Congressional Russia Hacking Reviews to Examine Trump Campaign Ties

Rep. Adam Schiff, D-Calif.

Rep. Adam Schiff, D-Calif. Jacquelyn Martin/AP File Photo

House and Senate Russia election hacking reviews also will look at intelligence leaks.

A House Intelligence Committee inquiry into Russian cyber aggression during the 2016 election will include possible links between Russian officials and the Trump campaign, committee leaders said Wednesday.

The investigation will also cover leaks of classified information held by the intelligence community, according to a joint statement from Chairman Devin Nunes, R-Calif., and ranking member Adam Schiff, D-Calif.

President Donald Trump said he planned to ask congressional intelligence committees to investigate those leaks in a tweet prior to his inauguration.

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Senate Intelligence Committee Chairman Richard Burr, R-N.C., previously pledged to investigate possible links between Russian officials and the Trump campaign, which were alleged in an unverified report created by a former British spy. Nunes had not previously made that commitment.

House investigators also want to review documentation from intelligence agencies’ investigations at the committee’s Capitol Hill offices rather than at the agencies, according to the joint statement from Schiff and Nunes, a demand that could cause friction with intelligence leaders.

“This issue is not about party, but about country,” the statement reads. “The committee will continue to follow the facts wherever they may lead.”

Schiff renewed a call earlier Wednesday for a 9/11 Commission-style independent review into Russian government-backed election meddling at an event sponsored by the Center for American Progress.

Congressional Republicans, who have declined to endorse such a commission so far, will come around eventually, Schiff argued.

“My GOP colleagues are not at the point, apart from [Sens. John] McCain and [Lindsey] Graham, of willingness to confront the president,” Schiff said. “That will only last so long … I think, after a suitable honeymoon period, there will be some Republicans who will find their voice and express alarm at our playing any kind of a supporting role to the Russian propagation of autocracy around the world.”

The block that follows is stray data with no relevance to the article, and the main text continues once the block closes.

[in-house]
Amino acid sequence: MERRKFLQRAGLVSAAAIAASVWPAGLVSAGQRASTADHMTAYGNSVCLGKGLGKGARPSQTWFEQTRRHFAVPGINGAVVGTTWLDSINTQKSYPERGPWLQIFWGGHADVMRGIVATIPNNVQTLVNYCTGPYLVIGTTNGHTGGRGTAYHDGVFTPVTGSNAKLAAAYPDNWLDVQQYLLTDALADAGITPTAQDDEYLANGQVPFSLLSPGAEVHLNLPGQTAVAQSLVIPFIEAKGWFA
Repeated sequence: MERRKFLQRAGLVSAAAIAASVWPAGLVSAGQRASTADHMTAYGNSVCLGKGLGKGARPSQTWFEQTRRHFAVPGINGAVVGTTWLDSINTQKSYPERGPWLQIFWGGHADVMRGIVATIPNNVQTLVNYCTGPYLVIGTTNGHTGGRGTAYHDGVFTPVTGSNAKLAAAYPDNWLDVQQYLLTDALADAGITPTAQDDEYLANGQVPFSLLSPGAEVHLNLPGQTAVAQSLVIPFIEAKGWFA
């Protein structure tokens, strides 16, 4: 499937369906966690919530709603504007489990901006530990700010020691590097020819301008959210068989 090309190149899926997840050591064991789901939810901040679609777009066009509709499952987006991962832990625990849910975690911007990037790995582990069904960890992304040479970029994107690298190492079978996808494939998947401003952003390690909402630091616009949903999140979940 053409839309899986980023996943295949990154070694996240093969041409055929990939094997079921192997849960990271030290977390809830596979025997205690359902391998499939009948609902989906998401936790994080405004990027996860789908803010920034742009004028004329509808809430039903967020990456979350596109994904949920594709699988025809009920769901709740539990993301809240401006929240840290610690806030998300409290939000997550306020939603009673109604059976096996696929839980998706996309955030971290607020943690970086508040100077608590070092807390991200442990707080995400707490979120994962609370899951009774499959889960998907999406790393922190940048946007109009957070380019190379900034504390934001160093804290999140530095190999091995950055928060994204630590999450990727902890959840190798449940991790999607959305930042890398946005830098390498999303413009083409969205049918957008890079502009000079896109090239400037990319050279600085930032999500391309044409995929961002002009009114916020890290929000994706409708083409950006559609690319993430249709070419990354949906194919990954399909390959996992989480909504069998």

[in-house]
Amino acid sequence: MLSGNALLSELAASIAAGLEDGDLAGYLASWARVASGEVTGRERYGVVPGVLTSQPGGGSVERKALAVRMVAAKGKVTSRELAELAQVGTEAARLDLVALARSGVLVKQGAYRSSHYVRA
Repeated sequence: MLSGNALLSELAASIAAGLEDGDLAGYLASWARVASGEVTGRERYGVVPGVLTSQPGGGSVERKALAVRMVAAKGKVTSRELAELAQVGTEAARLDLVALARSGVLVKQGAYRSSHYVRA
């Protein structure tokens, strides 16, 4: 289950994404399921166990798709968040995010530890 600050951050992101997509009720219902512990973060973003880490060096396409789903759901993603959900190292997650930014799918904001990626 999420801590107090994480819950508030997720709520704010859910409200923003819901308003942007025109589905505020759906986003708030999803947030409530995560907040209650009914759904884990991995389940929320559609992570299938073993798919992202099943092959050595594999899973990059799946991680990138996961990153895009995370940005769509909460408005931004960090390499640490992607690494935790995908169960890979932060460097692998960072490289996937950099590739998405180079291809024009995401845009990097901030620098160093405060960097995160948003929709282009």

Schiff and other Democrats, including Senate Minority Whip Dick Durbin, D-Ill., have been ramping up pressure on Republican colleagues to break with Trump on the election hacking since he took office.

Trump denied for many months that Russia was responsible for breaches at the Democratic National Committee and Hillary Clinton campaign that later leaked at WikiLeaks and elsewhere.

Trump acknowledged the Russian attribution in a press conference after his election but conflated the breach with other nation-state-backed hacks, especially the allegedly China-linked breach of sensitive security clearance documents about more than 20 million current and former federal employees and their families at the Office of Personnel Management.

Schiff criticized that conflation Wednesday, saying it plays into the hands of adversary nations that wish to conflate different types of malicious cyber activity.

U.S. intelligence officials have long argued traditional spying for national security reasons such as the OPM breach—and which the U.S. also engages in—should be separated from influence operations such as the DNC email releases or commercial espionage such as Chinese theft of companies’ intellectual property and trade secrets.

Schiff also criticized Trump for making numerous allegations without evidence since his election, including unverified allegations that millions voted illegally during the 2016 election. Such allegations will severely damage the president’s credibility if and when he needs to make a case to the American people and allies based on classified intelligence, he said.

“Our new president is doing deep damage to himself and to our country,” Schiff said. “He’s doing it in his willingness to make up facts as he goes along.”

Also on Wednesday, Sens. Cory Gardner, R-Colo., and Chris Coons, D-Del., introduced legislation establishing a Senate Select Committee on Cybersecurity whose jurisdiction would extend far beyond the Russian election hacking investigation.

The committee would oversee all cybersecurity and cyberspace issues, which are currently split among numerous committees and subcommittees, especially the Senate Intelligence, Homeland Security, Armed Services and Commerce committees.

The committee would be composed of the chairs and ranking members of those committees plus the Senate Appropriations, Banking, Housing and Urban Affairs, Foreign Relations and Judiciary committees along with five additional members chosen by Senate leadership, Gardner and Coons said.

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